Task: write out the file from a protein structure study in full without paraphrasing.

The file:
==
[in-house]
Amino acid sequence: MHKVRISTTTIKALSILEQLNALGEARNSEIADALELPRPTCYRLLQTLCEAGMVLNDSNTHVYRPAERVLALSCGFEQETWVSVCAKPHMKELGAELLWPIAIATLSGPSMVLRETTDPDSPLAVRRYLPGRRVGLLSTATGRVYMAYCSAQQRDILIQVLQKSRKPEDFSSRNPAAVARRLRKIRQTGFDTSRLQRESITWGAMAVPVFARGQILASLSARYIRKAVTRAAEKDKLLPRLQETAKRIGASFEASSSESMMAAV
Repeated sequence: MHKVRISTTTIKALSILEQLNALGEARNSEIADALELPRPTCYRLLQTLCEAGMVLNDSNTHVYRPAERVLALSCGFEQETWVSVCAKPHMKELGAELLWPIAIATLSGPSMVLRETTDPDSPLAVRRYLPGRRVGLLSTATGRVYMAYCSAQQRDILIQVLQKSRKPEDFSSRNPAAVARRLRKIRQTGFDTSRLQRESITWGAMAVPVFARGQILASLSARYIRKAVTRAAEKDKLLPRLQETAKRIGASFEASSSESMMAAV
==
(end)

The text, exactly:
[in-house]
Amino acid sequence: MHKVRISTTTIKALSILEQLNALGEARNSEIADALELPRPTCYRLLQTLCEAGMVLNDSNTHVYRPAERVLALSCGFEQETWVSVCAKPHMKELGAELLWPIAIATLSGPSMVLRETTDPDSPLAVRRYLPGRRVGLLSTATGRVYMAYCSAQQRDILIQVLQKSRKPEDFSSRNPAAVARRLRKIRQTGFDTSRLQRESITWGAMAVPVFARGQILASLSARYIRKAVTRAAEKDKLLPRLQETAKRIGASFEASSSESMMAAV
Repeated sequence: MHKVRISTTTIKALSILEQLNALGEARNSEIADALELPRPTCYRLLQTLCEAGMVLNDSNTHVYRPAERVLALSCGFEQETWVSVCAKPHMKELGAELLWPIAIATLSGPSMVLRETTDPDSPLAVRRYLPGRRVGLLSTATGRVYMAYCSAQQRDILIQVLQKSRKPEDFSSRNPAAVARRLRKIRQTGFDTSRLQRESITWGAMAVPVFARGQILASLSARYIRKAVTRAAEKDKLLPRLQETAKRIGASFEASSSESMMAAV